Following the release of our Fall 2010 catalog, the University Press of Kentucky would like to introduce you to our upcoming titles. Over the next few weeks, we’ll spotlight one new title every day or so. We’ll give you all the information so you can start adding titles to your wishlist.
Available October, 2010:
How Kentucky Became Southern: A Tale of Outlaws, Horse Thieves, Gamblers, and Breeders
The conflicts of the Civil War continued long after the conclusion of the war: jockeys and Thoroughbreds took up the fight on the racetrack. A border state with a shifting identity, Kentucky was scorned for its violence and lawlessness and struggled to keep up with competition from horse breeders and businessmen from New York and New Jersey. From 1865 to 1910, the social and physical landscape of Kentucky underwent a remarkable metamorphosis, resulting in the genteel, beautiful, and quintessentially southern Bluegrass region of today.
In How Kentucky Became Southern: A Tale of Outlaws, Horse Thieves, Gamblers, and Breeders, former turf writer Maryjean Wall explores the post-Civil War world of Thoroughbred racing, before the Bluegrass reigned supreme as the unofficial Horse Capital of the World. Wall uses her insider knowledge of horse racing as the foundation for an unprecedented examination of the efforts to establish a Thoroughbred industry in late-nineteenth-century Kentucky. Key events include a challenge between Asteroid, the best horse in Kentucky, and Kentucky, the best horse in New York; a mysterious and deadly disease that threatened to wipe out the foal crops for several years; and the disappearance of African American jockeys such as Isaac Murphy. Wall demonstrates how the Bluegrass could have easily slipped into irrelevance but instead emerged as the center of horse racing and breeding.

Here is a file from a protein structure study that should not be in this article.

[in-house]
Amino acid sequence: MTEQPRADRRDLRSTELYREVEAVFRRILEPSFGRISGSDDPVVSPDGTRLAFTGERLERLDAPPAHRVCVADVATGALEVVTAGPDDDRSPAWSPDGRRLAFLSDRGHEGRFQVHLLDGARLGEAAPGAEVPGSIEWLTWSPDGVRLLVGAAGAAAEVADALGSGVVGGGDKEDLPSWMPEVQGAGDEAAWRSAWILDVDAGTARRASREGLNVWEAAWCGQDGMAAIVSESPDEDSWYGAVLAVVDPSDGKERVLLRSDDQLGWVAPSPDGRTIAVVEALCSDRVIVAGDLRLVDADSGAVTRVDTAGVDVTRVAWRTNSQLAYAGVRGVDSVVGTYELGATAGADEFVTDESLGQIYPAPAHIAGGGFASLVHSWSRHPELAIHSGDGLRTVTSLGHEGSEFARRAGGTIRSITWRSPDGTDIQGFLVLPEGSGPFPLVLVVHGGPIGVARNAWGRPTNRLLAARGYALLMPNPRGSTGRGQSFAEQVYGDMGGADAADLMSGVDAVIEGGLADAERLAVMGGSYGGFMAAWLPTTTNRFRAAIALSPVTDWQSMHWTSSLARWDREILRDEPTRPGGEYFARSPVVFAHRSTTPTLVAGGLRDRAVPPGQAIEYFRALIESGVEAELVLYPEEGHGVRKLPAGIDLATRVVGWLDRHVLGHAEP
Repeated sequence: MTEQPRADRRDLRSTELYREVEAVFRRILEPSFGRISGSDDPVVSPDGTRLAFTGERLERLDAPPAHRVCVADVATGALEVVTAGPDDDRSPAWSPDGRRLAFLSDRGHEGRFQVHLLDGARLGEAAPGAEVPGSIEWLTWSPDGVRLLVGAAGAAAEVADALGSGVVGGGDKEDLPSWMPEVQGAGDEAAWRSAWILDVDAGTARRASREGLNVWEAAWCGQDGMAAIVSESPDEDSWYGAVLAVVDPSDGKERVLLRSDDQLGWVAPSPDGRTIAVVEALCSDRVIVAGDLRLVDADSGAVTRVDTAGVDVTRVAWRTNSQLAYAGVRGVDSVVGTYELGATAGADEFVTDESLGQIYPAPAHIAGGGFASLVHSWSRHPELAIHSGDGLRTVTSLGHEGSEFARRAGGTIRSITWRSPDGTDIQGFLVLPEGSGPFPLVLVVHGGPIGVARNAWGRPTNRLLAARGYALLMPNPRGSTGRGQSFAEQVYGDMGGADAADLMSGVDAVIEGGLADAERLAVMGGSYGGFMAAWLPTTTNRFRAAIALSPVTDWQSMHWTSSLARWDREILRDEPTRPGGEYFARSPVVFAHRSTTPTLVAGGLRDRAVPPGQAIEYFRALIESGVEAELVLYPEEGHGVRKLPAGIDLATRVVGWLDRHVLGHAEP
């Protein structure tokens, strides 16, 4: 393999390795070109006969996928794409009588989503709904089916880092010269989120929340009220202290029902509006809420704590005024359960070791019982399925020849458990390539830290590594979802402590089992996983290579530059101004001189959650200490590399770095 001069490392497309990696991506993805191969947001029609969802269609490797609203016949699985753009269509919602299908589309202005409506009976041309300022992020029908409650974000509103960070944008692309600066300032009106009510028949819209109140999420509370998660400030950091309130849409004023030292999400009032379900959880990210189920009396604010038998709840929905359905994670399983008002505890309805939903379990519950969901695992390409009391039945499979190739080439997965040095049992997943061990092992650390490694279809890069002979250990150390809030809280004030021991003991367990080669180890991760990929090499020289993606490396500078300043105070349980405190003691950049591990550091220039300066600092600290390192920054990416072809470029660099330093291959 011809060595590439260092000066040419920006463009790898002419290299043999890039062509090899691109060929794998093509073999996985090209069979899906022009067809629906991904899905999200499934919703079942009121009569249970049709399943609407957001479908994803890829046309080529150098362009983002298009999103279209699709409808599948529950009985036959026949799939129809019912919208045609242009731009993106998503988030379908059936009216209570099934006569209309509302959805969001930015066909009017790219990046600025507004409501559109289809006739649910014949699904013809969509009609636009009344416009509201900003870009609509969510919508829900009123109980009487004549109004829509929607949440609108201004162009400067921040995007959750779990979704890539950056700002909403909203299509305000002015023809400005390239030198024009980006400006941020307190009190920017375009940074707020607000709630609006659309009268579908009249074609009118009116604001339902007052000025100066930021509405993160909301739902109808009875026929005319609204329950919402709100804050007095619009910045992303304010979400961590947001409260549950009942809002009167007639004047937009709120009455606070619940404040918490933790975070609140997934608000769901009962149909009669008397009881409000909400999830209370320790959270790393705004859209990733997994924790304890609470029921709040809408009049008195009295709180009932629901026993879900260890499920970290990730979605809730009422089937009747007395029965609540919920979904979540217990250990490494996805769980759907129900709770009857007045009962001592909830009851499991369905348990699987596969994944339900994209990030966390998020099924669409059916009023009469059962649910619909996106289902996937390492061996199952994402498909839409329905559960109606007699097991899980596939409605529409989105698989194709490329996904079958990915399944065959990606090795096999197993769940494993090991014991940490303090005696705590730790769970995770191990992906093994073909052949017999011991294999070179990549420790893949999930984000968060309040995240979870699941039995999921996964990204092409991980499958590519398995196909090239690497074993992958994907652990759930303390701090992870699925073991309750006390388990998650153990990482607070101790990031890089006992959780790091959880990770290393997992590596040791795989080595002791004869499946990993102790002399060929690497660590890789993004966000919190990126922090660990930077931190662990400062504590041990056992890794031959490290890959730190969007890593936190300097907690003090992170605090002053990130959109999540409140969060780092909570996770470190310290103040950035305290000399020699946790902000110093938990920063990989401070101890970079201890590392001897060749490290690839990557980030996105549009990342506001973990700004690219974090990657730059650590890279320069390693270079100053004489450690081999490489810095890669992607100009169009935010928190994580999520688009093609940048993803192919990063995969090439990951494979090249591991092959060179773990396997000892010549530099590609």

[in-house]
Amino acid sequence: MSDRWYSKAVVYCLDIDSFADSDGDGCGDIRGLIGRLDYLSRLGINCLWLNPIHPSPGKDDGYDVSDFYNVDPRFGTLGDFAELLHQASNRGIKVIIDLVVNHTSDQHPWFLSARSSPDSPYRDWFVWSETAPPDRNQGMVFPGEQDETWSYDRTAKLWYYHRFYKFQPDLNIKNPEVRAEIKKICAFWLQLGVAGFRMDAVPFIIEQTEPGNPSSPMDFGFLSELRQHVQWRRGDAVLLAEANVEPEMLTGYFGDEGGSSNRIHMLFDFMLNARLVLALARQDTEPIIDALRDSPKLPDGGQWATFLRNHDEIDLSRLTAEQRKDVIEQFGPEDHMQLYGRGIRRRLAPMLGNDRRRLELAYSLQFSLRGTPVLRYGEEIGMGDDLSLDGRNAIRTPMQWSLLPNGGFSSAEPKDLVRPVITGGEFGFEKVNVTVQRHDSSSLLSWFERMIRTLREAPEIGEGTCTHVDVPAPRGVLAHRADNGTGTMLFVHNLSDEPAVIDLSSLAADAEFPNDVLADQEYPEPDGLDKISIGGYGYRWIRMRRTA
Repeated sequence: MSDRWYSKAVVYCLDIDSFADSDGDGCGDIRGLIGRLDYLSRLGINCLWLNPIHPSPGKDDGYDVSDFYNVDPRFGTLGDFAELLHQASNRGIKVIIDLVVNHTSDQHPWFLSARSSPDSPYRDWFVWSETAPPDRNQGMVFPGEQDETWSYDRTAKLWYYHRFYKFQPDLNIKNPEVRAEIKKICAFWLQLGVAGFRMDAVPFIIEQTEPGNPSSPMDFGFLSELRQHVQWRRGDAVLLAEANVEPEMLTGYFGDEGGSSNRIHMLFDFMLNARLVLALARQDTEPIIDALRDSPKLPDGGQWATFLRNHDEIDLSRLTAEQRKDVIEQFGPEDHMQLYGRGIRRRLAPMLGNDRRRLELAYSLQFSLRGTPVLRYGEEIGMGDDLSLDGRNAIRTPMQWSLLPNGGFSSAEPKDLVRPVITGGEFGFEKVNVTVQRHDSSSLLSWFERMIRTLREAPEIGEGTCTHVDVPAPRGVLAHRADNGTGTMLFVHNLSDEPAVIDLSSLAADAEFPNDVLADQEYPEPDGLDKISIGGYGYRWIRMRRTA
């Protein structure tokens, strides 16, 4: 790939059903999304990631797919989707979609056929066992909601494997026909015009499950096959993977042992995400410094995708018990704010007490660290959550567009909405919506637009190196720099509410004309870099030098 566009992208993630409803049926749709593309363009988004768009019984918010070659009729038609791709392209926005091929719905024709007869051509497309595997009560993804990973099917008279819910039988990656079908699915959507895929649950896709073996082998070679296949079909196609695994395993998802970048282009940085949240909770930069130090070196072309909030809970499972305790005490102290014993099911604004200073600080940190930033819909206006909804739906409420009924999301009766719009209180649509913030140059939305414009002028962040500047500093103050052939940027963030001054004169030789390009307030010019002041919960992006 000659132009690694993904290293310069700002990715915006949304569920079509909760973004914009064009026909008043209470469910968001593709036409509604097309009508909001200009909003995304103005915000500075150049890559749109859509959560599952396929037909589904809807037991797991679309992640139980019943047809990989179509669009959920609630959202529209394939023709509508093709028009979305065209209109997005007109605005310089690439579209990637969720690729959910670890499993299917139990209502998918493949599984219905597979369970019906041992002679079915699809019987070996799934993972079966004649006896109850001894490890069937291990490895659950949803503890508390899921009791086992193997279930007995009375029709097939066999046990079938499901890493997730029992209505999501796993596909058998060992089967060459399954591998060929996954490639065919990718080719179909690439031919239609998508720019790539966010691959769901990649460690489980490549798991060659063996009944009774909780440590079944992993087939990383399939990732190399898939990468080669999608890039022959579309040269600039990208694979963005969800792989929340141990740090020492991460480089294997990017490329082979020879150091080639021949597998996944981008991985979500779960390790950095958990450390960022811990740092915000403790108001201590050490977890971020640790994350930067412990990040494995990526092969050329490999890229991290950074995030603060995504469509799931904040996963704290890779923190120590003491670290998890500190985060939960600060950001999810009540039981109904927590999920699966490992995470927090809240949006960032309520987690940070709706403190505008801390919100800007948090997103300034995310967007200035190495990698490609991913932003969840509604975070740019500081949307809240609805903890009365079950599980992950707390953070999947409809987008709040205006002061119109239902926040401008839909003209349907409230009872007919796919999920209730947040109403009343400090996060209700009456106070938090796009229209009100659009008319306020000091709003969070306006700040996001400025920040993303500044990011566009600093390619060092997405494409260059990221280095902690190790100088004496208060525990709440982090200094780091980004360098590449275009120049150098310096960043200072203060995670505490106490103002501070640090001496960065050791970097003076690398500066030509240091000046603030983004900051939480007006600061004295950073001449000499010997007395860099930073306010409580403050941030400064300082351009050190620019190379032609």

About the Author:
Maryjean Wall served as the turf writer for the Lexington Herald-Leader for thirty-five years. She lives in Versailles, Kentucky.
“One of the best studies ever on the history of the horse in Kentucky. Wall combines her abilities as a prizewinning journalist and a trained academic to craft a readable, pathbreaking history. Focusing on the period immediately after the Civil War, Wall shows how Kentucky almost lost its preeminence in the horse-racing industry and how it regained that position. . . . It is a story peopled with colorful characters and filled with insights.” -James C. Klotter, State Historian of Kentucky
“This is a remarkable work. Many authors, myself included, have addressed the development of the Bluegrass region as the Thoroughbred capital of the nation, but I have never seen a treatment that tells the story with such depth and thoroughness.” Ed Bowen, President, Grayson-Jockey Club Research Foundation
“The historian and former Herald-Leader turf writer offers a look at how Kentucky went from an underdog, post-Civil War border state to the center of the billion-dollar Thoroughbred industry.”-Lexington Herald-Leader